and a military genius never surpassed, tried both, failed, and went to fret out the remainder of his life, a caged prisoner, on a barren isle of the ocean. Let the nephew take warning by the fate of his uncle. Let him provoke no war of opinion, or imagine that he can by his police extinguish free, manly thought in French breasts, or reduce to silence French lips. Let his police exert their utmost vigilance, let them be, as it were, ubiquitous, yet, through a thousand avenues they cannot guard, the outraged thought will reach the hearts of his subjects, rekindle in them the old Gallic fire, the old Gallic love of freedom, and the old Gallic scorn of chains and slavery. Not yet are Frenchmen prepared to sink into the passive obedience that marks the subjects of Oriental despots.
The article by M. Montalembert, which we have cited, was called forth by a recent declaration of the Council of State, condemning the venerable Bishop of Moulins for an act of ecclesiastical discipline towards one of his priests, an act within his Episcopal competency, and for which he was responsible only to his ecclesiastical superiors. When the First Consul published in 1802 the Concordat conceded to France by the Holy Father in 1801, he annexed to it of his own accord, without consultation with the Holy Father, certain organic articles, among which was one authorizing an appeal from the ecclesiastical courts to the civil, termed Appel comme d'Abus. The Pope on their first appearance protested against these organic articles, and they have never been accepted or submitted to by the Church. To concede the right of appeal from the ecclesiastical courts to the civil, that is, from the Church to the state, would be to surrender to the state the independence of the Church in her own sphere, to subvert her essential constitution, to render it impossible for her to enforce her discipline in the spiritual order on her own subjects, and in principle, to bring the spiritual power into complete subjection to the temporal. Hence the canons of the Church have always prohibited ecclesiastics from appealing from ecclesiastical censures to the state courts for redress. By the canons of the Church in France such an appeal by a priest incurs excommunication. The Abbé Martinet, a priest of the diocese of Moulins, having refused to conform to these canons, his Bishop suspended him from his clerical
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functions. From this act of the Bishop an appeal in behalf of the priest was taken to the Council of State, which entertained it, and declared the Bishop guilty of an abuse. The Council of State thus declares the organic articles of the first Empire, which were no part of the Concordat conceded to the First Consul by the Holy Father, and which had become obsolete, to be in full force in the second Empire. The Council ground their declaration against the Bishop on the decree of Napoleon I., February 5, 1810, reviving the edict of Louis XIV. proclaiming the Four Articles of the French clergy in 1682, and declaring that edict the general law of France. By the declaration of the Council of State in the case of the Bishop of Moulins, reviving that decree, the edict of Louis XIV. is declared to be in force in 1857; and by that edict the Four Articles are ordered to be enregistered by all the courts of parliament, and all the subjects of the king are forbidden to teach in their houses, colleges, or seminaries, or to write any thing contrary to the doctrine contained in them. It is, furthermore, ordered that all who shall thenceforth be charged to teach theology in the several colleges and universities, shall subscribe to those articles, and no one shall be licensed as a bachelor in theology or canon law, or receive the degree of Doctor, until after having maintained in one of his theses the doctrine they contain. This edict, rendered in 1682, against which the Popes have uniformly protested, and which it is said Louis XIV, revoked, is, according to the Council of State, the present law of France, and consequently every Catholic teaching any thing contrary to those infamous Four Articles is liable to a legal prosecution under the paternal government of Napoleon the Third.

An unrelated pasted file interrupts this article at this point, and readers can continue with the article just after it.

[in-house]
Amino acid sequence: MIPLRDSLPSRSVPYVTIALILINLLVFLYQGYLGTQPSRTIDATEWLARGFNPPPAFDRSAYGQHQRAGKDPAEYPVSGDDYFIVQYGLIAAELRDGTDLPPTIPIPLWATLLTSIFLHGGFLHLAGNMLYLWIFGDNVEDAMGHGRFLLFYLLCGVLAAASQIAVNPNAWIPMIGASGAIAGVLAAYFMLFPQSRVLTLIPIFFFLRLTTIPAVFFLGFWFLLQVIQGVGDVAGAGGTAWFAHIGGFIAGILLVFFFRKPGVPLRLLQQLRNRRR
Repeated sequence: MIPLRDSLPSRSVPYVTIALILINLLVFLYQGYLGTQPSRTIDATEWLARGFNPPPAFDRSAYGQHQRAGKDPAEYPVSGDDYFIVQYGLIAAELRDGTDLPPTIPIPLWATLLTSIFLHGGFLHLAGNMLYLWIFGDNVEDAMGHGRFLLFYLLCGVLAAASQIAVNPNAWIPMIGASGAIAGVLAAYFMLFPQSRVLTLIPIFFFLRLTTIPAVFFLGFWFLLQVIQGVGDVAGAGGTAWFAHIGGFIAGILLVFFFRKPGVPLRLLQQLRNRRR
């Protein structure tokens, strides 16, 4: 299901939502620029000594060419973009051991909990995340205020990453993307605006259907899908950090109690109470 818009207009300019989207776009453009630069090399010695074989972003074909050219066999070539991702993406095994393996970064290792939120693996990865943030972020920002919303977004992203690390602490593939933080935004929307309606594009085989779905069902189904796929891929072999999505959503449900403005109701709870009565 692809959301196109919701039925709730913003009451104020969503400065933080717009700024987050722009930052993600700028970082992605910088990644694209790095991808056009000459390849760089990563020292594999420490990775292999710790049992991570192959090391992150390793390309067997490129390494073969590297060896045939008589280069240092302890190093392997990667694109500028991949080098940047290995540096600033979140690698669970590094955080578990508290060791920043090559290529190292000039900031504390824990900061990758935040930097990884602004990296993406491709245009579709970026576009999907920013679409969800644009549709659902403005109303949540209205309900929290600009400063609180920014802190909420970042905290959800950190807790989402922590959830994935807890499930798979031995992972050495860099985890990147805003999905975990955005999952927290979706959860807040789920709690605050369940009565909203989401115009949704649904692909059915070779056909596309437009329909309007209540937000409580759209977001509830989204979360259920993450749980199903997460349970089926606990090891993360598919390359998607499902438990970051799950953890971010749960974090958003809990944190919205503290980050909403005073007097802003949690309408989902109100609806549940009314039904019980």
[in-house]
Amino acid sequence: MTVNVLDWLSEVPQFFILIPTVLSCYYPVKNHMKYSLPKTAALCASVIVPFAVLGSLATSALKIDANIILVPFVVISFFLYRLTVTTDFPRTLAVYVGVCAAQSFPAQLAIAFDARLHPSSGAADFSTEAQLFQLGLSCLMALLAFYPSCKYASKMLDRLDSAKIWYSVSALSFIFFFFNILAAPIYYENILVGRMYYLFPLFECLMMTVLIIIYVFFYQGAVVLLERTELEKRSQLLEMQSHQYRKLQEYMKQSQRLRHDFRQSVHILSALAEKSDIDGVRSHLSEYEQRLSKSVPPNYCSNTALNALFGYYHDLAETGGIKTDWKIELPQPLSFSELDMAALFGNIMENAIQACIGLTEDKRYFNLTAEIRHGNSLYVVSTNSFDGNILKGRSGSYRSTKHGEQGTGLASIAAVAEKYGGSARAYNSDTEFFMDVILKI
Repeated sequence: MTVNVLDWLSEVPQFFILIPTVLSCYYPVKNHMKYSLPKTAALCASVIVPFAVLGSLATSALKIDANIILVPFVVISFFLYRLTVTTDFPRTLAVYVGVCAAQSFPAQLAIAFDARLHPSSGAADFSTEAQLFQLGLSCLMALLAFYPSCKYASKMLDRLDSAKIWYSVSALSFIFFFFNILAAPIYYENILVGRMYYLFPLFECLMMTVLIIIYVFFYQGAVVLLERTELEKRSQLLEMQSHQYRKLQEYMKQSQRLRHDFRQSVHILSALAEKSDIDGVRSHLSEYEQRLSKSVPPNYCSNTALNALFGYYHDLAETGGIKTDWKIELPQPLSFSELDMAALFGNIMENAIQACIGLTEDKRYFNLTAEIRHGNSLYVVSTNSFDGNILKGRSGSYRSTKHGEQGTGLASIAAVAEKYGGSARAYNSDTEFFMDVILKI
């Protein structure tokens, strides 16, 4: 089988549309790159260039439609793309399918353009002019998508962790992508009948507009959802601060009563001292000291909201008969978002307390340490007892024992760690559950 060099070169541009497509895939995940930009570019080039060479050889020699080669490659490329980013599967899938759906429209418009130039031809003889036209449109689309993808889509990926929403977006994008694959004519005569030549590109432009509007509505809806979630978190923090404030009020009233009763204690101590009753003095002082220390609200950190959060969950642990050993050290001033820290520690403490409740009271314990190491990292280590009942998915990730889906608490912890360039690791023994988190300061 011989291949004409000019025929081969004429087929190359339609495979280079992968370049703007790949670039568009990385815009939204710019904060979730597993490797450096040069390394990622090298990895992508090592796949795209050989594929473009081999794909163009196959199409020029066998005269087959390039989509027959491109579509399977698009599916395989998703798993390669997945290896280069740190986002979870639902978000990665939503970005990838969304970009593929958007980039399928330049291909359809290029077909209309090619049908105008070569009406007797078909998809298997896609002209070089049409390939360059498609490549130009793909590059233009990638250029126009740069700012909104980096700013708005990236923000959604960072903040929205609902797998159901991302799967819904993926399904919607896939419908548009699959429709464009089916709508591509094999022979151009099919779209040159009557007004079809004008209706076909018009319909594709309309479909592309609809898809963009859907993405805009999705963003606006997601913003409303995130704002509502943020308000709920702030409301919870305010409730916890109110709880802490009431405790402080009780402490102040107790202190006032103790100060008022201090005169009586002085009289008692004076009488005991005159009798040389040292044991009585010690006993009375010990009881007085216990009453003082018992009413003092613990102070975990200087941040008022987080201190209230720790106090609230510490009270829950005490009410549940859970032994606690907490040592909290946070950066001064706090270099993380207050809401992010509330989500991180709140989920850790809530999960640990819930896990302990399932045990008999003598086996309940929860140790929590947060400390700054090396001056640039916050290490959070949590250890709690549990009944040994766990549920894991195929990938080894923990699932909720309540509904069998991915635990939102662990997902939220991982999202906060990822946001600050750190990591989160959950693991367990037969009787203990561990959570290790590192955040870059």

The case of the Bishop of Moulins, M. Montalembert contends, and justly, transcends all former precedents. In all the cases that have heretofore been carried by appeal from the ecclesiastical courts to the Council of State, the dispute has been between the Church and the state, or virtually a case of conflicting jurisdiction ; but in this case the original dispute was not between the Bishop and the civil magistrate, but between the Biship and one of his own ecclesiastics, touching a matter of purely ecclesiastical discipline. The assumption of appellate jurisdiction in such a case by the Council of State is, in principle, the assumption